Food and Fuel
– innovative options for
 developing countries

      Ron Oxburgh
21st Century - a Changing & less
       Predictable World
   •   A more unpredictable climate
   •   The need to limit GHG...
Travel – Internal Combustion
                 Engine!
• Rising demand for liquid fuel – needed as long as the
  ICE is use...
Suitable bio-molecules
Available in:            • Food crops:
• sugars & starches         –   Corn
• Vegetable oils       ...
Biofuels
• Fuel liquids can be made from anything
  that can be grown or once grew:
• Must make sense:
  – Financially
  –...
Biofuels – impossible on agricultural land
                                             ?+ other bye-
                    ...
Ethanol from Straw
1. Agricultural residues




   First Cellulose Ethanol
 Shipment: April 21, 2004


                   ...
2. New Feedstocks i

      NATIVE JATROPHA TREES




   Robust & undemanding
   on marginal land
Jatropha curcas
• Perennial tree – 30-40 yrs; full
  fruiting after 5 yrs.
• Grows on degraded or
  marginal land - refore...
Jatropha curcas (2)

• Labour intensive: ca. one
  person/ha – jobs where needed
• Wild tree yield ca. 1.7 t/ha
• Crude oi...
Jatropha, Swaziland with okra intercrops
J. Curcas - Expelling the oil
Jatropha - sustainable biofuel story
  • Reforestation of degraded or marginal land with
    orchards of jatropha curcas
 ...
2. New Feedstocks ii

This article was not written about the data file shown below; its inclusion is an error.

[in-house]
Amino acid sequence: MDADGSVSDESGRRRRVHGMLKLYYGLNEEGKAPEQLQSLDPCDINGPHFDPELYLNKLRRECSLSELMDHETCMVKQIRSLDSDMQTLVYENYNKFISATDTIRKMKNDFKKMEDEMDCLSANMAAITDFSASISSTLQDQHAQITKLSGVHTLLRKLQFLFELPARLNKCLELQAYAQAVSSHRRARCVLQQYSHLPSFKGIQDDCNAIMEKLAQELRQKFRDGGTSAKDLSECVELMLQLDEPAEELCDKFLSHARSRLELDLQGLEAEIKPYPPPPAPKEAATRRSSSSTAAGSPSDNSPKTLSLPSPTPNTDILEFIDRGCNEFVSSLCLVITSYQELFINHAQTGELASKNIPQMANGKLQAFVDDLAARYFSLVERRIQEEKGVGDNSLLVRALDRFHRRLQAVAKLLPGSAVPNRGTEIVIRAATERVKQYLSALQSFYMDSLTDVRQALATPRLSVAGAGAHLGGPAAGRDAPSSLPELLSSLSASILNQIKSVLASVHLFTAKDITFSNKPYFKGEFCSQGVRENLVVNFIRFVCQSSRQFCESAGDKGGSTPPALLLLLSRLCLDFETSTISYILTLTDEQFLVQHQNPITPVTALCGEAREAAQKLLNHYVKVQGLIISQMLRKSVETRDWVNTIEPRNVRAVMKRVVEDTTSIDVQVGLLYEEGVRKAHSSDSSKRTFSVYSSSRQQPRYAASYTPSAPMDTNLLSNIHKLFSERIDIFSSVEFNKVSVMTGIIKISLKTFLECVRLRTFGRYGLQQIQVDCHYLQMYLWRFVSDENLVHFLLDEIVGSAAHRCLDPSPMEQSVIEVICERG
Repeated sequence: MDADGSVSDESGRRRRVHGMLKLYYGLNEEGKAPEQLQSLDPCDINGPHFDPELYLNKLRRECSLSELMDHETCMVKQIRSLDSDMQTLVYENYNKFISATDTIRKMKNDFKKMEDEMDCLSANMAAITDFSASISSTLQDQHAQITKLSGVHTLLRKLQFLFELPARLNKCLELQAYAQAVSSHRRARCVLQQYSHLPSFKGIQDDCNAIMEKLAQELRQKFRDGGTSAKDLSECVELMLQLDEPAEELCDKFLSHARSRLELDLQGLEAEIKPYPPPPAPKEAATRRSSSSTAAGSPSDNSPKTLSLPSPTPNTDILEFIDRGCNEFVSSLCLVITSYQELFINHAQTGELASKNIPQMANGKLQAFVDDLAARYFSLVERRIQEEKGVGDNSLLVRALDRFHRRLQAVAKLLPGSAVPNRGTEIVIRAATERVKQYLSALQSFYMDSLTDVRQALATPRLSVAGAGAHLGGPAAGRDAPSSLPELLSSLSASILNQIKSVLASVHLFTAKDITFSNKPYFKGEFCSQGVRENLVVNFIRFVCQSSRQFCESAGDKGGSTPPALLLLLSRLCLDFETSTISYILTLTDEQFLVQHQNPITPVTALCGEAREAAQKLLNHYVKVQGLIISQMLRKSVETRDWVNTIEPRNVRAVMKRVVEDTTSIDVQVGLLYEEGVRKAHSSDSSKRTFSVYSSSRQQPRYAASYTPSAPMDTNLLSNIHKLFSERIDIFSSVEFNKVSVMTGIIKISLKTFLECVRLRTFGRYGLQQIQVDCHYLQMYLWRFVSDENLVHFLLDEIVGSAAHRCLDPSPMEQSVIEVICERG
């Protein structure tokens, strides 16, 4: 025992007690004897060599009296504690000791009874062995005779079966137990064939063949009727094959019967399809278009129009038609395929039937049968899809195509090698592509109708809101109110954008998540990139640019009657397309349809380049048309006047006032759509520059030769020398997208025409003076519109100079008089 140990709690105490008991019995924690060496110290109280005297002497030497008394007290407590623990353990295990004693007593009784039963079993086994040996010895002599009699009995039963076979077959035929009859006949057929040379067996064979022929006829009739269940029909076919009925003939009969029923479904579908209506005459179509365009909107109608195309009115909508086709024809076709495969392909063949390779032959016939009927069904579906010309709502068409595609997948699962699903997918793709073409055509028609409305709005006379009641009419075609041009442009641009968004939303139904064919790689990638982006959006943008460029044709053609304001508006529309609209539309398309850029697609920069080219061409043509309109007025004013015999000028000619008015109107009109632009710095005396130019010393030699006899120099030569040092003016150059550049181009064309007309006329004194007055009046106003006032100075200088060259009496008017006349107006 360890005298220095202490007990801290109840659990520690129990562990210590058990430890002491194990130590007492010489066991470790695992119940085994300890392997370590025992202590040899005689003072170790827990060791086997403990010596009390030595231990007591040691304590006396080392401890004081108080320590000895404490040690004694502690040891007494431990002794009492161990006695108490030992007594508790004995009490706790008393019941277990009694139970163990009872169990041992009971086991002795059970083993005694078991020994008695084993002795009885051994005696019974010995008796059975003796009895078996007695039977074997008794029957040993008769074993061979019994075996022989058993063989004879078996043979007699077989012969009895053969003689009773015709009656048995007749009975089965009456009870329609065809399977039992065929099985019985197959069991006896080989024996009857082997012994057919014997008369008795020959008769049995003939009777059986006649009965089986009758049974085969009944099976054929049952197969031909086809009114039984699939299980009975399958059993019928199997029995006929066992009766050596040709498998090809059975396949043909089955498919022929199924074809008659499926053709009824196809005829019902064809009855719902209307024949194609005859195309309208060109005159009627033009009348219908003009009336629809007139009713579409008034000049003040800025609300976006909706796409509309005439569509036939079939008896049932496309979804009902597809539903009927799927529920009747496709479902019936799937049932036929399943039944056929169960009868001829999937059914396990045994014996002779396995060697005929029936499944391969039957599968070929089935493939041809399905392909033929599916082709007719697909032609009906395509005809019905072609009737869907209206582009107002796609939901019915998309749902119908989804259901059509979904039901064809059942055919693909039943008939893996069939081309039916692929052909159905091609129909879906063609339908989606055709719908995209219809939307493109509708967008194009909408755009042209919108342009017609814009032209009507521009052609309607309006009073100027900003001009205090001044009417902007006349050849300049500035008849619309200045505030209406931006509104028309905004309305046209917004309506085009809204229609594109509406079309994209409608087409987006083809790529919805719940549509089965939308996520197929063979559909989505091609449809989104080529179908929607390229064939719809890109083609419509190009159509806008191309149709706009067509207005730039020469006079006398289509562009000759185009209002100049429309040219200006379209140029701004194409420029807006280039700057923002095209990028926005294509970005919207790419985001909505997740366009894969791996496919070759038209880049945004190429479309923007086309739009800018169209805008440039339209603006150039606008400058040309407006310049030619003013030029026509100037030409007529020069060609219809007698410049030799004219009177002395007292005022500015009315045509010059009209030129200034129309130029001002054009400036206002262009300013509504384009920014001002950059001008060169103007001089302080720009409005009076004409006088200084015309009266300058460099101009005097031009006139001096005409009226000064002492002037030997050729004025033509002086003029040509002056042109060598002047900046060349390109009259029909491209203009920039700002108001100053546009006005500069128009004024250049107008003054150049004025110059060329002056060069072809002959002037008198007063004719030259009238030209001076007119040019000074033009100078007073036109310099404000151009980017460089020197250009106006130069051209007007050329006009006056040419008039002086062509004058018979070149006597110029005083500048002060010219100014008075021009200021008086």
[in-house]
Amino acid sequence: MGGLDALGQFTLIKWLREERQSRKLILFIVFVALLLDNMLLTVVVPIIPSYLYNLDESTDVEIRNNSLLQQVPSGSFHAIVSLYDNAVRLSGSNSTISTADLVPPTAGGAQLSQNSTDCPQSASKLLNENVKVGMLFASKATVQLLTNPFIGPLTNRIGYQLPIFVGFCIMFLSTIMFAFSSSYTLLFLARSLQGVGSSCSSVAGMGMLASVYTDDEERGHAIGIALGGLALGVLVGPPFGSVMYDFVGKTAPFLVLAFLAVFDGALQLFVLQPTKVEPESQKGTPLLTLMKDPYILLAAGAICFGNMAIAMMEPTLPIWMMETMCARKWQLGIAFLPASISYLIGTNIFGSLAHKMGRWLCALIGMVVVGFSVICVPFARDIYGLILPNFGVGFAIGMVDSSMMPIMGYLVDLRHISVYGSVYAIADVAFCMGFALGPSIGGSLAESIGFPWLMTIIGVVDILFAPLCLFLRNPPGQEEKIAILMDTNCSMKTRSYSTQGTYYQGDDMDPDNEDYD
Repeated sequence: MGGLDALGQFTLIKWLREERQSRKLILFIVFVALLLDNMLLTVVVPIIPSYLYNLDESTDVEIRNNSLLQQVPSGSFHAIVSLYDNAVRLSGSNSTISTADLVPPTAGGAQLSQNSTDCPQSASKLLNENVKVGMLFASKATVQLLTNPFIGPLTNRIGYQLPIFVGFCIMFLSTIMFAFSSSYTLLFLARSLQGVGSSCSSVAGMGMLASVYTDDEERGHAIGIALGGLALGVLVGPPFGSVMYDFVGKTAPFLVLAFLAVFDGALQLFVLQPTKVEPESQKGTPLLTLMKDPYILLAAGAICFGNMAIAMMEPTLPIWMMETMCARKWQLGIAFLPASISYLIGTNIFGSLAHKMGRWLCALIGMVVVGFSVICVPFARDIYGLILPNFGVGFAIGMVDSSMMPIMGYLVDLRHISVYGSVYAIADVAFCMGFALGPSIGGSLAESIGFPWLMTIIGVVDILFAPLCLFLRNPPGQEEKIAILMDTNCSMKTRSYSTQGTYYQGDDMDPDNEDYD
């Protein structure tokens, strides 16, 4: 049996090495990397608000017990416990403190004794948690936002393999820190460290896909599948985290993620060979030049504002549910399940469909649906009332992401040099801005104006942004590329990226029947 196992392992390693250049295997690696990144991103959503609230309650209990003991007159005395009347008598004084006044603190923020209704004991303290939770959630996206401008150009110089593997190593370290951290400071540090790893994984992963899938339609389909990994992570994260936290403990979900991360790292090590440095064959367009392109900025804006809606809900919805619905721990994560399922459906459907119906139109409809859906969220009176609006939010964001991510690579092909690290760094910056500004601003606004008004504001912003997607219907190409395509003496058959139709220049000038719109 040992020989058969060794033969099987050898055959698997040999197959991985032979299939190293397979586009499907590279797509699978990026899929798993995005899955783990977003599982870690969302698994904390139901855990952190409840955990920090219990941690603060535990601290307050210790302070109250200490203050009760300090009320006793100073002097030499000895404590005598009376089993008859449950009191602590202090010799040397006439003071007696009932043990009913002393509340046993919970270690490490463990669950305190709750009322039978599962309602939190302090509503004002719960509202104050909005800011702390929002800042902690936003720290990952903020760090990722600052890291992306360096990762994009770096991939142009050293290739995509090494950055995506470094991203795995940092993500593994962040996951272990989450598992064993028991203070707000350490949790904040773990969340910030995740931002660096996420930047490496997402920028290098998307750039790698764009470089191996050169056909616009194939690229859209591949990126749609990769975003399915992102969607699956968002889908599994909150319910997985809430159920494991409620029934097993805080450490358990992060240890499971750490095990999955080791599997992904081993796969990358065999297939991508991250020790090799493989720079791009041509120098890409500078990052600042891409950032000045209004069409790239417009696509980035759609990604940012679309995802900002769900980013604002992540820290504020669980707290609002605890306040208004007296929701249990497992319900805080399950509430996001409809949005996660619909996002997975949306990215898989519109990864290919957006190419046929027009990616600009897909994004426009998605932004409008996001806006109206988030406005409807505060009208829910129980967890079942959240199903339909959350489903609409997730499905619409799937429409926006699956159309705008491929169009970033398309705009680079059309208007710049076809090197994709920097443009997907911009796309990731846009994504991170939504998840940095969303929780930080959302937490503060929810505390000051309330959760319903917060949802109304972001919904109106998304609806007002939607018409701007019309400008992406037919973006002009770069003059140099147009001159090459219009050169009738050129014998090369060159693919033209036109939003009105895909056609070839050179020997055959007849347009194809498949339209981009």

Miscanthus
3. ALGAE   The Joker?
Jatropha Carbon Economics –
          System Approach
A: ‘C-credits’                   B: ‘C-debits’
   – Energy content o...
Jatropha Cash Economics
•   Land costs
•   Planting and husbandry costs
•   1.7 Toe/Ha - or more?
•   Local transport
•   ...
Kg CO2eq/ MJ
                                  Et
                                    ha
                                 ...
Conclusions
• Agriculture will be of massive importance in 21st century -
  sustainability
• All parts of the plant will b...
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Food and Fuel - innovative options for developing countries

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Ron Oxburgh
14th May 2008, Royal museum for Central Africa in Tervuren, Belgium

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Food and Fuel - innovative options for developing countries

  1. 1. Food and Fuel – innovative options for developing countries Ron Oxburgh
  2. 2. 21st Century - a Changing & less Predictable World • A more unpredictable climate • The need to limit GHG emissions • Profound changes in price relativities with much local variability – >$100 oil; all fossil fuels more expensive – Other non-renewable raw materials – more expensive – Water - scarcer/costlier many places – Land – more competition – >6.5 billion people & rising - labour – relatively cheaper ? • Future total dependence on what can be grown – food, materials and some fuel What hasn’t changed: • The need to eat • the urge to travel
  3. 3. Travel – Internal Combustion Engine! • Rising demand for liquid fuel – needed as long as the ICE is used – minimum 25 years • Mineral oil – environmentally damaging – alternatives? • Hydrogen? – very distant future • Fuels from plants: – Can be less damaging to the environment than mineral oil – Opportunities for poor farmers
  4. 4. Suitable bio-molecules Available in: • Food crops: • sugars & starches – Corn • Vegetable oils – Wheat – Sugar • Proteins – Barley • Cellulose – Canola • lignin rich residues – Soy – Palm • Bye products • Non-food products • Straw from marginal land • Forestry • Jatropha • Animal wastes • Prolific grasses • Sewage • Others?